The End of Suffering and Feeling Pain

Over the past month, I have been enjoying the book Yoga: The Poetry of the Body by Rodney Yee. This book has in-depth information on proper posture, breathing, and images of positions with multiple sequences of various yoga practices such as “relaxation practice”. However, what I found to be most meaningful were his conversations with his student and co-author Nina Zolotow, a yoga instructor and writer. These thought provoking chapters, all with a different topic, are brilliant. Rodney and Nina are extremely authentic with their thoughts, feelings, and relationship to each other and others. It was different than anything I have ever read on yoga and very genuine. I learned so much more than yoga postures; I gained a greater understanding and appreciation of the essence of yoga and its relationship to life.

Each chapter allowed me to look at yoga, and life, differently. A chapter that really left an impression on my mind and affected my soul is called “The End of Suffering”. This chapter was very abstract and complex, and begins with Rodney saying he believes “yoga can end suffering” yet “it cannot end pain, sadness, and difficulty. That’s different from suffering.” As he describes his thoughts on how “you can have sadness and you can have pain, but it doesn’t necessary produce suffering”, I began thinking of my own suffering in the past and the grief I experienced this year. Rodney believes we should feel what we feel rather than suffer from it. His views become very complicated and Nina asks him share concrete examples. What I took from it, is that we need to be present with the pain from moment to moment. Almost often our thoughts bounce back and forth from the past and the future, i.e. I wish I could have.., what will life be like without him/her?…, which Rodney feels prolongs the suffering. By being present in what you are feeling at the moment, though extremely difficult, is liberating.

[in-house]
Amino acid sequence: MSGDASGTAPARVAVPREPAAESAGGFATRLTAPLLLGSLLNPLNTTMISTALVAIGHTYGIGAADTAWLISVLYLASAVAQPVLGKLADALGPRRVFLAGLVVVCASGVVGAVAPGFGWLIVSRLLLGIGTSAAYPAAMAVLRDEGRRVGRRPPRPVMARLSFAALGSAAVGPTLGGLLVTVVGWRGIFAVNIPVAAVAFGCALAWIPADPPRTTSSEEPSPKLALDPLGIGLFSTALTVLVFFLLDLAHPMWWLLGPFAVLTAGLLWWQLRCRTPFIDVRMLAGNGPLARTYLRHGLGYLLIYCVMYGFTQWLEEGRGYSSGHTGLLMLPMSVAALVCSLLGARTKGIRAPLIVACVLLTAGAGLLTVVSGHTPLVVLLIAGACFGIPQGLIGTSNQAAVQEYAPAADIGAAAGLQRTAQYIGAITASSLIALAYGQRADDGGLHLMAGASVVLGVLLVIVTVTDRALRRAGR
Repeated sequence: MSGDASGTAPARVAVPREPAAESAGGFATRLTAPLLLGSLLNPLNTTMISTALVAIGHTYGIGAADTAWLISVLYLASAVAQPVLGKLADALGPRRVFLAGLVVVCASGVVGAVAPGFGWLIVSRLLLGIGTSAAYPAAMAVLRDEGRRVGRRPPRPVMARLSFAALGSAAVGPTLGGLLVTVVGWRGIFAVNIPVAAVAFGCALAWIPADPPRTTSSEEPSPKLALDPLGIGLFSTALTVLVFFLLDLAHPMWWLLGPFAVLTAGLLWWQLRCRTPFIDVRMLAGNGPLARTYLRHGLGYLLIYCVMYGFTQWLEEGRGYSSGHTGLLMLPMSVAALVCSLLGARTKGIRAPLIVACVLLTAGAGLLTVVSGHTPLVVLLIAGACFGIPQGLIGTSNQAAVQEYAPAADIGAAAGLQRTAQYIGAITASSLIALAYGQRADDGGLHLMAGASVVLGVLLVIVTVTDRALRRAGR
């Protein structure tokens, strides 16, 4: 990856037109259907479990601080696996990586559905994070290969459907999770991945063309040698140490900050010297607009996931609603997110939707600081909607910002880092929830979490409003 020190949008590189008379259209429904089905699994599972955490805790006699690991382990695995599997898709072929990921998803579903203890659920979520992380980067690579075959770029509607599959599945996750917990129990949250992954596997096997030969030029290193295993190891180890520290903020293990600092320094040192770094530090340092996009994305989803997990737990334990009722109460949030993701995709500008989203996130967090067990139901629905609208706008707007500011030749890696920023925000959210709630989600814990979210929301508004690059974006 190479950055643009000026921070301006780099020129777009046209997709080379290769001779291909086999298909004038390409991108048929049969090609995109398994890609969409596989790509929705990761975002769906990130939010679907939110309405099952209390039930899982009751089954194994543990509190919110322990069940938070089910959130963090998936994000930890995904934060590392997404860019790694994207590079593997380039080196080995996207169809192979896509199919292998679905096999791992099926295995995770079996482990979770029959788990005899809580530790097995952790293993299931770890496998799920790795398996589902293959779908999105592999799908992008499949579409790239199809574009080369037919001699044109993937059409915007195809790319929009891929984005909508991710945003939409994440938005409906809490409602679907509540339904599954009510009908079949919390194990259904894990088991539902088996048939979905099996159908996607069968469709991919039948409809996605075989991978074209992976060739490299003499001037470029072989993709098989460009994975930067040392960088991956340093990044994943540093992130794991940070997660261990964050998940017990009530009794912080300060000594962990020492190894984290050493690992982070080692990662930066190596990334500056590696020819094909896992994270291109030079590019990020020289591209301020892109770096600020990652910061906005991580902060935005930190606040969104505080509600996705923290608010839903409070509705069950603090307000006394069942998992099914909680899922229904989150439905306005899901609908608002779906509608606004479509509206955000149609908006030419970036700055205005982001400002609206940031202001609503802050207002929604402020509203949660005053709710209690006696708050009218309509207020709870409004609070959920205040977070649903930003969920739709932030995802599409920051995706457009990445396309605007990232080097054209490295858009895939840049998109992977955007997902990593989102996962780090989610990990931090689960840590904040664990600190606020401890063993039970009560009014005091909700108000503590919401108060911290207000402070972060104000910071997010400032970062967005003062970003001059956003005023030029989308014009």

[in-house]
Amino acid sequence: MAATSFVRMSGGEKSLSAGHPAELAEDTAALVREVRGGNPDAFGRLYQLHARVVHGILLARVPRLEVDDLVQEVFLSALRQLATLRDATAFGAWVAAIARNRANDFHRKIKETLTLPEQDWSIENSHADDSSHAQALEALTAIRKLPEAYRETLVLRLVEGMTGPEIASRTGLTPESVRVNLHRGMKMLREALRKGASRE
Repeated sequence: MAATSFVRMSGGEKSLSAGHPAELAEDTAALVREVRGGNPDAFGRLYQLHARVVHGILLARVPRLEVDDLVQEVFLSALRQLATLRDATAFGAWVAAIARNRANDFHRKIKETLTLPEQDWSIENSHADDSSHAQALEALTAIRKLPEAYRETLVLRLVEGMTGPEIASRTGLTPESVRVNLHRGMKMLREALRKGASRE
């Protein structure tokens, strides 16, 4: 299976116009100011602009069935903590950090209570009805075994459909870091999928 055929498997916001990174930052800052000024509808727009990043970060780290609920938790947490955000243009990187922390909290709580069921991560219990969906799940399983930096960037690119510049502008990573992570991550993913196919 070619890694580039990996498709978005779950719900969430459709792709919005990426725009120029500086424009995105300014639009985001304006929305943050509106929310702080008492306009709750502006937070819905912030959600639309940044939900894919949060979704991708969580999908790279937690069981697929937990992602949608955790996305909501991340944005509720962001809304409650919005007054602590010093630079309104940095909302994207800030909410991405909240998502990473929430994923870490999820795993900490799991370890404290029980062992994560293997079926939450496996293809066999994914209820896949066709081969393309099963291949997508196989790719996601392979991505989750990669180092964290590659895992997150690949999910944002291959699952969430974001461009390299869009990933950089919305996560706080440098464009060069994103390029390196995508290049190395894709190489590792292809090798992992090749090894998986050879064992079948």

Thinking of the grief I felt earlier this year after the death of my beloved grandfather, I remember at one moment, my breakdown if you will, just crying and crying with no thoughts of the past or future, I was just in the pain of sadness, being with the pain. It was like nothing I have ever experienced but afterwards I felt lighter, freer. The grief ran its course, and I continue to miss him, but I do not suffer. What I do know is that yoga absolutely helped end my suffering. By being in the moment of yoga, I was present with what was going on during the practice. I found that time was comforting because I was breathing and focusing on poses, and if thoughts of my grandfather arose, then I was letting go of restrictions to block them and allowed them to arise-which was releasing.

Everyone feels pain, feels sadness, and suffers. When we practice yoga we should use it to help us cope as well as be with whatever comes up moment to moment. The pain may not end, but the suffering may. I know yoga has helped me through a lot of life’s’ trials, and for that I am grateful.

“Why can’t you go ahead and feel what you feel instead of suffering from that? I mean literally be liberated by it.” ~Rodney Yee

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